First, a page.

Yet regulations have made it difficult for the Serum Institute to access rich markets. It is not because the company cannot meet quality standards, he said, but because Western regulatory systems preserve patent protections for vaccines in complex ways.
“Accordingly, the [and American] people paid hundreds of dollars for a vaccine instead of 20 or 10 dollars for a vaccine, “he said. “This is one of the things that President Trump has identified as semi-fraud on the part of Big Pharma, where they have gone too far and exploited the public.”
Challenging the global patent system
Poonawalla’s claims strike at the heart of debates over drug prices in the US and the EU, which center on whether patents and other incentives to meet unmet need are being abused in search of profits. The objective of medical patents is to reward companies for the risks and costs of research and development. The Coalition for Epidemic Preparedness Innovations has estimated that – taking into account some unsuccessful efforts – getting a vaccine in later stages of clinical trials costs up to $ 1.1 billion.
Thus, European and American laws give the original designers of a new drug a monopoly period, where no one else can sell their drug. While there are plenty of mechanisms to extend this, usually within 15 years or so, the cheaper generic versions can start to compete.
For vaccines, which are part of a class of drugs derived from living cells known as biological, there may be several layers of patents: for the active aspect of the formula, for the adjuvant that makes it work better, for cell cultures used to grow the active parts, for the vaccine manufacturing process. This can delay the introduction of cheaper generic biologics, called biosimilars, indefinitely. The complicated – sometimes impossible – task of working around patented components makes it harder for potential competitors to drive down prices.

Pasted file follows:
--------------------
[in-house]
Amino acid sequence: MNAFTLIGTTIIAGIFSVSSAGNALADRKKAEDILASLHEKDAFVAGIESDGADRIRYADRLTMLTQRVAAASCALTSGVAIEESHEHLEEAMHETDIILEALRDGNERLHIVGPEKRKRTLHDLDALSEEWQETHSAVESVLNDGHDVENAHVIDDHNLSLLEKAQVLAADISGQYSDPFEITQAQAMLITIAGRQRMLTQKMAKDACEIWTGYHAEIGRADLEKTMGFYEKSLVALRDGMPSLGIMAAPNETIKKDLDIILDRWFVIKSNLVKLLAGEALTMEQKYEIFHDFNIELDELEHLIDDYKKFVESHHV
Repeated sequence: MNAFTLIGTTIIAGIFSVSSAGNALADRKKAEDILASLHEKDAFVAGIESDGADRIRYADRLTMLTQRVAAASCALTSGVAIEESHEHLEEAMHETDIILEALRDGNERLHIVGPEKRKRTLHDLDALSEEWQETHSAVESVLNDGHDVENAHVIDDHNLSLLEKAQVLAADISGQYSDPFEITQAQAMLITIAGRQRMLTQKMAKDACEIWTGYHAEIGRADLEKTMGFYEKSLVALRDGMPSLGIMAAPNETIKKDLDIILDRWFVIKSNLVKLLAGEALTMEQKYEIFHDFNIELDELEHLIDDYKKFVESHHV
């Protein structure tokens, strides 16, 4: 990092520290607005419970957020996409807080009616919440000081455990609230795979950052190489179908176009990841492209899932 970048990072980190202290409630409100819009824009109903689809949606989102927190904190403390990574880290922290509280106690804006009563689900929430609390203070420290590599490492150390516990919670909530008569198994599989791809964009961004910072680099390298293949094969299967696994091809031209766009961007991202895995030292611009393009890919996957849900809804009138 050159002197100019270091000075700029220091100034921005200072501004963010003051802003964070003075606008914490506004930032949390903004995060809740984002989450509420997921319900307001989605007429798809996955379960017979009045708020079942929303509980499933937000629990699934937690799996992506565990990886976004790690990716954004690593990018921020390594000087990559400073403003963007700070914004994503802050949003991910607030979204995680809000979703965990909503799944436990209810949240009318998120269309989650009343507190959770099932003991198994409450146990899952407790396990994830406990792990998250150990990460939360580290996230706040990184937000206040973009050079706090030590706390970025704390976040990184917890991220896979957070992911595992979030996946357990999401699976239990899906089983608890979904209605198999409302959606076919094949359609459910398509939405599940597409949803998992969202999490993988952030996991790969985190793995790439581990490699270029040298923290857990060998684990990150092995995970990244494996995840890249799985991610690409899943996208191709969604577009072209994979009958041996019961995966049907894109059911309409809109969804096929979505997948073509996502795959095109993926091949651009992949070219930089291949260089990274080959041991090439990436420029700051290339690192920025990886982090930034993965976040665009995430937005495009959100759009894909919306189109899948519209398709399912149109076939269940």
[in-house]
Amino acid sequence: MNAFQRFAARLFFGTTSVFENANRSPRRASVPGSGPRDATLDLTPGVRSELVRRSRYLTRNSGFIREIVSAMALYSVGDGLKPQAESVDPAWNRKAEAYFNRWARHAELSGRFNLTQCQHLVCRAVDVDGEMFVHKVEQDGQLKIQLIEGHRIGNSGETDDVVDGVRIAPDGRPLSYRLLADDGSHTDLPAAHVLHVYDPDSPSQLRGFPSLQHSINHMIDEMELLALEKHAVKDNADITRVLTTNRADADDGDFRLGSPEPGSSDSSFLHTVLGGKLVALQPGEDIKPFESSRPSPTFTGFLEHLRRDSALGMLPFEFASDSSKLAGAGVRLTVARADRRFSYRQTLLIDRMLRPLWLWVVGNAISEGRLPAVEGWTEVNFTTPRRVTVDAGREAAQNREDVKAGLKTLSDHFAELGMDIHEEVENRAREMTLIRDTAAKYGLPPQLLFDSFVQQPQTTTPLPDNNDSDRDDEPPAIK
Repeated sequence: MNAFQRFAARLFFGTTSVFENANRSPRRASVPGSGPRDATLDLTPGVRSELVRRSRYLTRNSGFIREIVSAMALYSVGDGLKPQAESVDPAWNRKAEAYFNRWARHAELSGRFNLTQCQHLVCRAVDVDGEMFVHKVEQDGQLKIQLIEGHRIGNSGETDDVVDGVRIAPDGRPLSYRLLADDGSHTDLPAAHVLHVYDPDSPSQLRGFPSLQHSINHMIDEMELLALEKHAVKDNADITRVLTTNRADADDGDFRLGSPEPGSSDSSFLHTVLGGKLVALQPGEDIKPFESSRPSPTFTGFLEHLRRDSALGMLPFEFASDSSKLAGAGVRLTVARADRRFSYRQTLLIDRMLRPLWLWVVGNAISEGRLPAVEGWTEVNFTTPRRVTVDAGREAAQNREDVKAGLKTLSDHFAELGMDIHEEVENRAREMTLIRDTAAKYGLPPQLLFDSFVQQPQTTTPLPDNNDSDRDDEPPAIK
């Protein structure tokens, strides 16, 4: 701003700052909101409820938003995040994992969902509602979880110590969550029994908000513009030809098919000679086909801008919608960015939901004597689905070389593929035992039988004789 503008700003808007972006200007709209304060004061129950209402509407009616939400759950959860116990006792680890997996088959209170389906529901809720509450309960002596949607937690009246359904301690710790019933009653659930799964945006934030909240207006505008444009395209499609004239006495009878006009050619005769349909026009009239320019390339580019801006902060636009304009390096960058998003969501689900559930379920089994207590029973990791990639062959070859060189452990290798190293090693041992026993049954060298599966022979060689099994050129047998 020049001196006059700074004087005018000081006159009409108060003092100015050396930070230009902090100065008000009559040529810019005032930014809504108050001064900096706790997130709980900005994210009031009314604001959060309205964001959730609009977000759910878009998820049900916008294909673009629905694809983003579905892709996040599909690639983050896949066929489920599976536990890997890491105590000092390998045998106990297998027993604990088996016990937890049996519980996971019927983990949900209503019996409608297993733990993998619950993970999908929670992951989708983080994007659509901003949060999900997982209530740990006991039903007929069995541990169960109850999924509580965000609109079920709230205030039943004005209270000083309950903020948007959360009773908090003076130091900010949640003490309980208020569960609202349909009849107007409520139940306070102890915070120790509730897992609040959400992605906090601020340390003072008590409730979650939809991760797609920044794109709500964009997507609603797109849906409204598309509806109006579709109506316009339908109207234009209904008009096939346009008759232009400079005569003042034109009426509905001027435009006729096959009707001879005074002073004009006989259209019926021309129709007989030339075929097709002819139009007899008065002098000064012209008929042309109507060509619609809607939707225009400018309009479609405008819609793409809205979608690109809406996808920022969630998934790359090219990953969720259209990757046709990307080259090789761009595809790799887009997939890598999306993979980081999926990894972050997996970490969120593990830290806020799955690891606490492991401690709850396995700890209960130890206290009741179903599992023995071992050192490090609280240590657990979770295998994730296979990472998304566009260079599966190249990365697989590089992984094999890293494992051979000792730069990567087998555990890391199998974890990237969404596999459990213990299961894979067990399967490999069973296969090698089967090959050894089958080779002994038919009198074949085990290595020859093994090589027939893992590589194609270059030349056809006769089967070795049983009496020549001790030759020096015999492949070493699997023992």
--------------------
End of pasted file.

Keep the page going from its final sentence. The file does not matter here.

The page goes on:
Generic drugs can usually ignore clinical trials that the brand name drug had to undergo, as long as they can prove that they are chemically identical and have the same biology. Biologics are much more complex drugs, and so for biosimilars, “you can’t guarantee that similarity to the same degree,” said Paul Fehlner, former intellectual property lawyer at Novartis. It cannot be assumed that the vaccine versions of the Serum Institute work in exactly the same way as those of the original manufacturers, in part because they may have changed something to avoid a patented part of the process. This means they have to deal with an expensive list of clinical trials.
In the United States and Europe, “regulation builds on and reinforces patenting strategies,” Fehlner said. And if a product infringes a patent in any way – even if it seems accidental – the product cannot be sold. Even the Big Pharma firms are constantly being pursued in the United States for alleged patent violations for organic products, with the goal of keeping competition out of the market for as long as possible.
One simple way to overcome these barriers is to purchase commercial rights. Poonawalla said he had tried – and it’s an established practice for companies to sell these rights to vaccines for sale in developing countries. But for wealthy markets, Big Pharma won’t sell for an affordable price – or they outright refuse, he said.